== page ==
We went to a panel on writers groups given by the Indiana Horror Writers, including Sara Larson. The consensus is that some groups are good for some people and some groups are bad for some people. Enjoyable, and I think it was useful for people who are thinking about joining or starting a group.

In the evening, Marian Allen <waves> was on REGIONAL F/H/SF with Mark Evans and Phoebe Wray. We talked about using regional details to ground your character or action, about really USING the details rather than using them for showing off how much you know or how well you’ve researched. We pointed out that even fantasy and science fiction take place SOMEWHERE–it takes place in a specific place or series of specific places, even if the place is imaginary. All politics is local, and all fiction is regional.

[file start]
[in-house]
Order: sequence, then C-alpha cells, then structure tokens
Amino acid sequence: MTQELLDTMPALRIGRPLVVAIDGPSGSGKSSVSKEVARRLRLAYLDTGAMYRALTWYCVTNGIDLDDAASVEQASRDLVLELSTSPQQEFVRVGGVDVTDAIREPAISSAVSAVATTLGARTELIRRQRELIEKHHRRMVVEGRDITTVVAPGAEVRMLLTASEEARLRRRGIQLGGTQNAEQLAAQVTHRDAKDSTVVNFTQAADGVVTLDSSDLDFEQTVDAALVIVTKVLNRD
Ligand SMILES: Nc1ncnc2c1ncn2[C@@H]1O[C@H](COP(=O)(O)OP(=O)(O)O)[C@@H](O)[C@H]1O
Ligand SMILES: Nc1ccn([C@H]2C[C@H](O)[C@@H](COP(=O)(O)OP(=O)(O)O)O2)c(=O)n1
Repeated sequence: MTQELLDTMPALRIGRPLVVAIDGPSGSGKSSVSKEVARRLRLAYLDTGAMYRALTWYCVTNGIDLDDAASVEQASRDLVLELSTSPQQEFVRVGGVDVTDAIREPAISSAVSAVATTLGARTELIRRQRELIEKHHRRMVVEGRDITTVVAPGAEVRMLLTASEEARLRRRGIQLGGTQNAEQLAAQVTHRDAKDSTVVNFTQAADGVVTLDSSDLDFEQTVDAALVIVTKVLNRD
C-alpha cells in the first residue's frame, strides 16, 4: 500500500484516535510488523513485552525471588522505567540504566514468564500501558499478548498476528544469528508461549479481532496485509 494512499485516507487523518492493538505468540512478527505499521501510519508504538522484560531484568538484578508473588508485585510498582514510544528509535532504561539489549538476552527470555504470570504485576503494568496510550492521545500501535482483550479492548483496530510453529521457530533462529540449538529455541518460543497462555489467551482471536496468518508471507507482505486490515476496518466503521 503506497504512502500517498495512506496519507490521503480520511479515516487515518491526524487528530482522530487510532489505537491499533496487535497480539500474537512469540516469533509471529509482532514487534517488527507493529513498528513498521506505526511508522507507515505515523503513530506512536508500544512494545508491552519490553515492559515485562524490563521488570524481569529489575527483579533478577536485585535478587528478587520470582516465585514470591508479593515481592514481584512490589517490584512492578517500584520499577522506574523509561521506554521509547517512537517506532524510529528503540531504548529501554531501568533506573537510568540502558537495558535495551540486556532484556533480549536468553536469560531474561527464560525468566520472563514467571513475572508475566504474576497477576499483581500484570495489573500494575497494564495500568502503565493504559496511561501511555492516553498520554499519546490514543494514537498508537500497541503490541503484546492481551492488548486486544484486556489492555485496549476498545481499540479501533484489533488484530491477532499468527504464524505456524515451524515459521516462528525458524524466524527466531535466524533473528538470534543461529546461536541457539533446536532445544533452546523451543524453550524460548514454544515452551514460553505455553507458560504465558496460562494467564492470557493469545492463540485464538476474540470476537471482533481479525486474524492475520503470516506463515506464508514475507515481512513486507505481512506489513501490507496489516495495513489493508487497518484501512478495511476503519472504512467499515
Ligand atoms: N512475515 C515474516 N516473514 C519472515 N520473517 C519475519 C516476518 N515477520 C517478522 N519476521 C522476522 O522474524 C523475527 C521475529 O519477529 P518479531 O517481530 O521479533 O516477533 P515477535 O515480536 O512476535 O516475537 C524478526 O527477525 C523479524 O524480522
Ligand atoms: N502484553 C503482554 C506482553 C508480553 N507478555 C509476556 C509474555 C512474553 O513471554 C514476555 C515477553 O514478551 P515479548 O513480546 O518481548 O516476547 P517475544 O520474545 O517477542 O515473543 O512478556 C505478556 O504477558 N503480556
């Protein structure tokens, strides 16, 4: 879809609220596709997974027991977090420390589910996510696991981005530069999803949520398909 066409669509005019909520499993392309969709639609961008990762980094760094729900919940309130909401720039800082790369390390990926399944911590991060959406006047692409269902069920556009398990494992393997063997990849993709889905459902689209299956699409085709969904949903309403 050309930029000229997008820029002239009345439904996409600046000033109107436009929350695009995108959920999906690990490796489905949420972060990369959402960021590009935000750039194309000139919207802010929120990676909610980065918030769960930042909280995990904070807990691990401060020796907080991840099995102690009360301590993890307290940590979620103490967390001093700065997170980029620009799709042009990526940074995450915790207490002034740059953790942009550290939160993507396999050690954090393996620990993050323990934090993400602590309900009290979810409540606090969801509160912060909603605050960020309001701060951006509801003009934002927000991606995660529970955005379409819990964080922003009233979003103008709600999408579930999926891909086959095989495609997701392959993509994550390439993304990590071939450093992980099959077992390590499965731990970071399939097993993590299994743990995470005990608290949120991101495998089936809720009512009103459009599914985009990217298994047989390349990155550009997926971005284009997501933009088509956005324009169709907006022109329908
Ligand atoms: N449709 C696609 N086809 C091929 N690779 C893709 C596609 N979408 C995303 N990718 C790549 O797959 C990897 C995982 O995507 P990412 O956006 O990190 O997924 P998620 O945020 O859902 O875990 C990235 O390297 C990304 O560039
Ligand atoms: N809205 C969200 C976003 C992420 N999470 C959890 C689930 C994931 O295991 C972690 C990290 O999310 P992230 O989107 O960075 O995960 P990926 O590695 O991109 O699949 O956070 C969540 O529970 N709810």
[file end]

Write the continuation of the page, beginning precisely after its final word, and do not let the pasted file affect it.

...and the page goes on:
Sara Larson invited everybody to a birthday party for a member of the IHW, and we went. Nobody else was there, so we got to talk to Sara and her husband. Sara and I “know” each other through the Indiana Writers Connection, a Yahoo Group email list. We also ran into Mary from the Cincinnati Writers’ Project. T. Lee Harris has produced their new anthology for them, and she’s done a dynamite job, as always! We had chocolate cake at the party, which is always good.

Back in the room, we passed on the wombat piss and drank chablis instead.

And so to bed.